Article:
All of the writers I’m linking to today did way more than “pretty well”. Flash Fiction is hard to write. It takes critical thinking, imagination – lots of imagination – and really good flow. IMO, good flow from one section or scene to the next is really important for a satisfying read. If, as a reader, I can’t connect the dots of a story, I lose interest. Now, that’s just my personal opinion and there are plenty of readers who love experimental, tangential pieces. Me, I don’t want someone to have to ‘splain it to me. But, man, do I ever love a clear, well written piece of fiction and these selections fit the bill. And for the first time I have a twofer so you get double delight from L Mari Harris. Enjoy!
“We’re All Just Trying to Keep Our Shit Together at the DMV” by L Mari Harris in Craft Literary
Sobby Robby’s mom catches her breath and sees me staring at her. What sounds like a yelp escapes my throat, and everyone around me stares.
I yelp again and point at Sobby Robby’s mom across the room. “It was her.”
“A Closed Door with a Keyhole” by L Mari Harris in Okay Donkey
I’d pick at her fries and tell her about my great-great aunt’s renegade life, how people called her spinster but they were dead wrong, how she had the ghosts of our ancestors from the old country to talk to and that suited her just fine. I’d tell her I could understand what it’s like having so many people in my life that I can’t wait to get rid of them for an hour or two.
“Your Heart, in a Thimble and on its Way to the Thinnest Home in the World” by Pat Foran in Truffle Magazine
What do you do, where do you go, when you’ve got a heart that can’t read between the messaging lines because who the fuck can? When you’ve got a heart that needs. When you have an elusive, illusory feeling of home that leaves you hanging.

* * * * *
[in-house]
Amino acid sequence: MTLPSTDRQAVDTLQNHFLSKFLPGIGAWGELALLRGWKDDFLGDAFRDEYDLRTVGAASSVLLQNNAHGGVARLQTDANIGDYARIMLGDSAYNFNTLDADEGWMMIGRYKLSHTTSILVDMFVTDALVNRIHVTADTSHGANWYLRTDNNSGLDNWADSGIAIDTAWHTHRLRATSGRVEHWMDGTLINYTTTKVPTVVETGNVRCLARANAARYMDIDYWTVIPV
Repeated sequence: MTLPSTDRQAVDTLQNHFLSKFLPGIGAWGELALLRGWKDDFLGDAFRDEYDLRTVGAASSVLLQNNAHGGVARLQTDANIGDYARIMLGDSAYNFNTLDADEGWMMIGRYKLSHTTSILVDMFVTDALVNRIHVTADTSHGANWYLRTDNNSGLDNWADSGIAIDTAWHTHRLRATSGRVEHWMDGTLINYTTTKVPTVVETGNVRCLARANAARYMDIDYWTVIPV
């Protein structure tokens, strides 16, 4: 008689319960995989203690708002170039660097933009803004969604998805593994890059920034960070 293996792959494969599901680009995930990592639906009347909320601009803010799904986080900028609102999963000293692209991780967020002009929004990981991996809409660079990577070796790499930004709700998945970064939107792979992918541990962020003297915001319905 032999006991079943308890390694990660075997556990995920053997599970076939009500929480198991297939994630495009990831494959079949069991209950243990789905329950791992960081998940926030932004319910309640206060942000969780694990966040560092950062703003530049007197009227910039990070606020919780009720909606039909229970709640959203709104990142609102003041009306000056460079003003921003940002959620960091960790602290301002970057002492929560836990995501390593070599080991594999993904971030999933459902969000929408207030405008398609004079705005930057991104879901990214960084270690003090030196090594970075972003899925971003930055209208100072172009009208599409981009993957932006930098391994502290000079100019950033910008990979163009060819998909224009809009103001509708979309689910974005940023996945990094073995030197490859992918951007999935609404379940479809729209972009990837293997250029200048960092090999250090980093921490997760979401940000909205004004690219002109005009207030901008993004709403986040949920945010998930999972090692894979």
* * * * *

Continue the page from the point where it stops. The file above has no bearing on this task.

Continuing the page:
“But They’d Never Believe Me” By Tommy Dean in Five South
Why do I want all the bad things to come from some other cause, refusing to choose? Your father called it a character flaw. The way he made me take a shot in the preacher’s office, straightening my tie, his face reddening, rage a guitar string I’d strummed, one that I can still feel reverberating.
“ORANGE YELLOW AND BLACK OR EVERYTHING IS ARCHIE”
by Patricia Q. Bidar in Pidgeonholes
I am too old for Archie comics. I don’t care. I feel the comic strip characters have wisdom to impart about my failed attempts at friendship. Yellow-haired Betty is like no one I have ever known: wholesome in gingham and shorts. She smells of vanilla and clean sweat. Black-haired Veronica, on the other hand, is like the Mean Carries at school. Nobody is rich in Rochester, but strata exist and are never forgotten.
“When Your Girlfriend Says She’s Catwoman” by Candace Hartsuyker in No Contact Magazine
You turn a corner and there’s your girlfriend. You remember the first time she surprised you with her costume, how she wriggled eel-like into the spandex, the costume molding to the contours of her body perfectly. You remember how she leaned over and whispered in your ear that she always wanted to be Catwoman, ever since she saw Michelle Pfeiffer’s pouty, poisonous lips.